On This Day Pre-Y2K

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March 9, 1999 Permalink

I live in NYC also, and have been studying this issue pretty intensely for a year. I’m convinced that it’s easy for people to fall into the “myopia of locality.” Focusing on the specifics of the infrastructure of where you live makes it easy to forget about what’s going on in the rest of the world. Frankly, it’s a big mess. I can see how NYC can get through the rollover with minor problems (actually, I can’t, but let’s assume it does) and still suffer consequences that will make it fall into an economic depression.

This issue is so much larger than simply “will the lights stay on,” in the short run; it’s also about will other countries and enough small, medium and large companies survive in the long run to keep the “economy” rolling at the pace we’ve grown accustomed to. I believe the answer is no.

My experience is that New Yorkers are very uninformed about this issue, and don’t really seem to care much about it. My experience is also that New Yorkers do not have a “high level of tolerence for inconvenience.” I live in Brooklyn, not too far from areas where I fear 72 hours without heat and/or electricity will cause “social unrest” on a scale this city has never seen before.

I hope that you take the time to inform yourself about all of the issues outside of the city and around the globe. Remember, much of the world is in sad shape right now. Events in Russia, for example, are truly frightening. Saudi desalinization plants and oil rigs are in trouble. You can now borrow a million bucks in Japan and pay 27 cents in overnight interest. The Chinese are running their country on pirated software. There’s talk about shutting down the nuke plants in this country. Cities around the country are building bunker style “Command Centers.” (like the one in the World Trade Center) the FedGov is planning to loan billions of dollars to small businesses, but probably won’t get this money distributed in time to do much good. Asian nations are begging for money to START working on this. Expect a trillion dollars in litigation. Ad Nuseaum.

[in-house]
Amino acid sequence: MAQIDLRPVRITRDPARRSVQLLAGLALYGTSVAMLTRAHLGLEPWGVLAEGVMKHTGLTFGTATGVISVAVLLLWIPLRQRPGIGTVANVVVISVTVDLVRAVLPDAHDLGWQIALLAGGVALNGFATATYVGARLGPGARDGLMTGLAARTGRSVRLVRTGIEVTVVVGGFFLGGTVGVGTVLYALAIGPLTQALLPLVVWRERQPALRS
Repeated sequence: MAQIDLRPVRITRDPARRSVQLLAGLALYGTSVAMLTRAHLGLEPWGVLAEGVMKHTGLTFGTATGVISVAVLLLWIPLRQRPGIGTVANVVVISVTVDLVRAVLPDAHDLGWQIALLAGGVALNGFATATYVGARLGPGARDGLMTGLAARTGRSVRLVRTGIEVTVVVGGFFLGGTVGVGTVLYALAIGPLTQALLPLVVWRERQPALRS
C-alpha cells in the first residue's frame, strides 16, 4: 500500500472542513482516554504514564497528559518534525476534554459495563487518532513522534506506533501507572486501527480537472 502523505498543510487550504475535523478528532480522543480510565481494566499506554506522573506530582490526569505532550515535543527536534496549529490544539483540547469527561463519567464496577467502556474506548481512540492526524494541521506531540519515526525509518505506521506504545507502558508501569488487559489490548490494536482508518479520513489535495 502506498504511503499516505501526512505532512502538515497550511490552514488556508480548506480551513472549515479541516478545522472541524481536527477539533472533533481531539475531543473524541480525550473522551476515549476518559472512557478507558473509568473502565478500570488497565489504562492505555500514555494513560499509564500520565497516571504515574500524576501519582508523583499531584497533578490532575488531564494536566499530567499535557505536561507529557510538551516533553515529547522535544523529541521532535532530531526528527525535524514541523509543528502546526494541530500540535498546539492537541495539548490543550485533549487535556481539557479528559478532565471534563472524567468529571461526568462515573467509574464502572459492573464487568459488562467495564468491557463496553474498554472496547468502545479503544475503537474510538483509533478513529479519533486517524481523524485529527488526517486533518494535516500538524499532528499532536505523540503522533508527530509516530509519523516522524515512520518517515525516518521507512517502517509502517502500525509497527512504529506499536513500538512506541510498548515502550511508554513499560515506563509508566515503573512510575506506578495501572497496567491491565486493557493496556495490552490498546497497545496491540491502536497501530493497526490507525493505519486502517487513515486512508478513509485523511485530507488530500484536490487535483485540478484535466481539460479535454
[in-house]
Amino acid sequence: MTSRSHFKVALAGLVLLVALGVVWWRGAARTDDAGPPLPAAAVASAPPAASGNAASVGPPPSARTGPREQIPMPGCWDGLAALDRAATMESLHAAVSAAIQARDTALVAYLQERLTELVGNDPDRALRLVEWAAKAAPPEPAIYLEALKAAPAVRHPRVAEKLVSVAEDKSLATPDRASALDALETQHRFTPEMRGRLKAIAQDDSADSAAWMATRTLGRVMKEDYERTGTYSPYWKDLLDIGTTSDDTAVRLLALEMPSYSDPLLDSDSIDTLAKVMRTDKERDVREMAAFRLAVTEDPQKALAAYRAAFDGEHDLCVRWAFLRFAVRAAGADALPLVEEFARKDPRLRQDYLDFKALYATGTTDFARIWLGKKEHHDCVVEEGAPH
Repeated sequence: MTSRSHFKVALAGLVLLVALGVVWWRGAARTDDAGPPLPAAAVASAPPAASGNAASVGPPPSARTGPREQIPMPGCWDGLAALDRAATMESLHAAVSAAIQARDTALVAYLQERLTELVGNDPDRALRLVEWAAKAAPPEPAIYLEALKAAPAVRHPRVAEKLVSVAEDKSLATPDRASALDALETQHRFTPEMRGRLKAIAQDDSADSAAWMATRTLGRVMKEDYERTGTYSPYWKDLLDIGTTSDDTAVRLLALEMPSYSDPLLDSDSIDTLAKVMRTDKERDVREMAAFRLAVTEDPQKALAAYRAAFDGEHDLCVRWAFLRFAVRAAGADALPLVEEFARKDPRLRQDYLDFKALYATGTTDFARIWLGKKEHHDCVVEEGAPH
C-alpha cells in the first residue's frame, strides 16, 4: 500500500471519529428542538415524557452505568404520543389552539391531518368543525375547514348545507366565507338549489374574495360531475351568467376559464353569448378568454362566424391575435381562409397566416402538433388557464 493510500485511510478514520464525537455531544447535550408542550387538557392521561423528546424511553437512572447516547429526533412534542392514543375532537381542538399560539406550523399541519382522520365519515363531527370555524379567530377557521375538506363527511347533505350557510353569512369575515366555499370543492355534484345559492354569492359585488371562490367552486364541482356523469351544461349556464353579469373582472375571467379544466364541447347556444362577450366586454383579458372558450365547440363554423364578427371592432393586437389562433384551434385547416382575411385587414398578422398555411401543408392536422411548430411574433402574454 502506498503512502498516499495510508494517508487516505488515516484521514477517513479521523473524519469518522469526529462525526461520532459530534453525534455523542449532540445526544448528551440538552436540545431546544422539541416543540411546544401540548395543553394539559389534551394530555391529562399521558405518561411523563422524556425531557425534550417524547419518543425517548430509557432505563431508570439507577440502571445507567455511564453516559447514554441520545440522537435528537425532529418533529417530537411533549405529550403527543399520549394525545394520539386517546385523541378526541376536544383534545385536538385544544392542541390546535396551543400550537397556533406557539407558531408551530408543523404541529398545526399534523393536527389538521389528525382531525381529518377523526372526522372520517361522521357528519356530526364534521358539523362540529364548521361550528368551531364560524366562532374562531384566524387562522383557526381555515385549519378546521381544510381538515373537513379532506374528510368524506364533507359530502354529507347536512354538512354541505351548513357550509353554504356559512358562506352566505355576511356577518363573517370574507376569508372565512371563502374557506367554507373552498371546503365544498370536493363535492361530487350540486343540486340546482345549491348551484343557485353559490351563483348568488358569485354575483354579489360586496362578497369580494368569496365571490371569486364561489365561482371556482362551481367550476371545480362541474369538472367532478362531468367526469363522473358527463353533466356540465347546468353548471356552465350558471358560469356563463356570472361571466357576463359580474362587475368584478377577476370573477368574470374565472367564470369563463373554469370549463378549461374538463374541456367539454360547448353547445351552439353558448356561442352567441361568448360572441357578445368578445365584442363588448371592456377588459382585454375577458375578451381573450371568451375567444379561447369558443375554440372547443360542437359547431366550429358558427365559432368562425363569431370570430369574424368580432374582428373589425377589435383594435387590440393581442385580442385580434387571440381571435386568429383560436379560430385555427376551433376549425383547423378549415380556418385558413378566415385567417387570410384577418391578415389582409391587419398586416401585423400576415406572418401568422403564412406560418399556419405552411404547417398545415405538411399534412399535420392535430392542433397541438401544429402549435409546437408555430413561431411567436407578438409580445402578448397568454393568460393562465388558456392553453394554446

I’m planning on leaving the city permanently by Thanksgiving, if not sooner...

—pshannon, Time Bomb 2000 Forums (LUSENET), 03/09/99

We will treat our neighbors with respect, but not take them in. We will feed them once, with traditional canned food - not survival supplies - but not again. We will show them strength of arms, but not give away our numbers or our defensive positions. Those that appear to be relatively self-sufficient we may barter with or form a mutual support group of some sort, but I think this will take a few weeks to determine. Certainly, if a neighbor was being attacked by a roving band and seemed to be putting up a good fight, we would provide what aid and support we could without endangering ourselves. It is better to drive them off than to fall one by one.

At some point hen it becomes clear that refugees are coming our way, we cut down trees that block the roads. I would love to do this right away, but there are enough other houses on the street that this is not practical immediately. I would prefer that those who are going to leave do so. I would also prefer that whatever emergency response can be expected takes place and then shrugs and crosses us off their list before we block their access and let them know that something us up. Another problem with cutting down the tress is that this is very difficult to do without knocking down power lines.

Initially, it will take some time to fall into habits. As the emergency lasts longer, we start teaching the kids school. We practice our marksmanship. We cut and gather more wood, even though we have plenty. We hunt and run the trap line, to preserve our stored food. We grow tomatoes and lettuce and cucumbers inside, to the extent that we are able. As spring grows closer, we start plants indoors and expand the garden outdoors. If the farmer nearby has not planted winter wheat, we plant corn and wheat in the outskirts of his field. If he has, and I may encourage him to do so, we help him harvest it.

In short, our life will go on, but it will be dramatically different than the life we have now. There will be some bumps and some sadness, but I expect some good times and some happiness as well. If life returns to “normal” it will be interesting to see which we prefer.

—Jack, Diary of a Survivalist, 03/09/99

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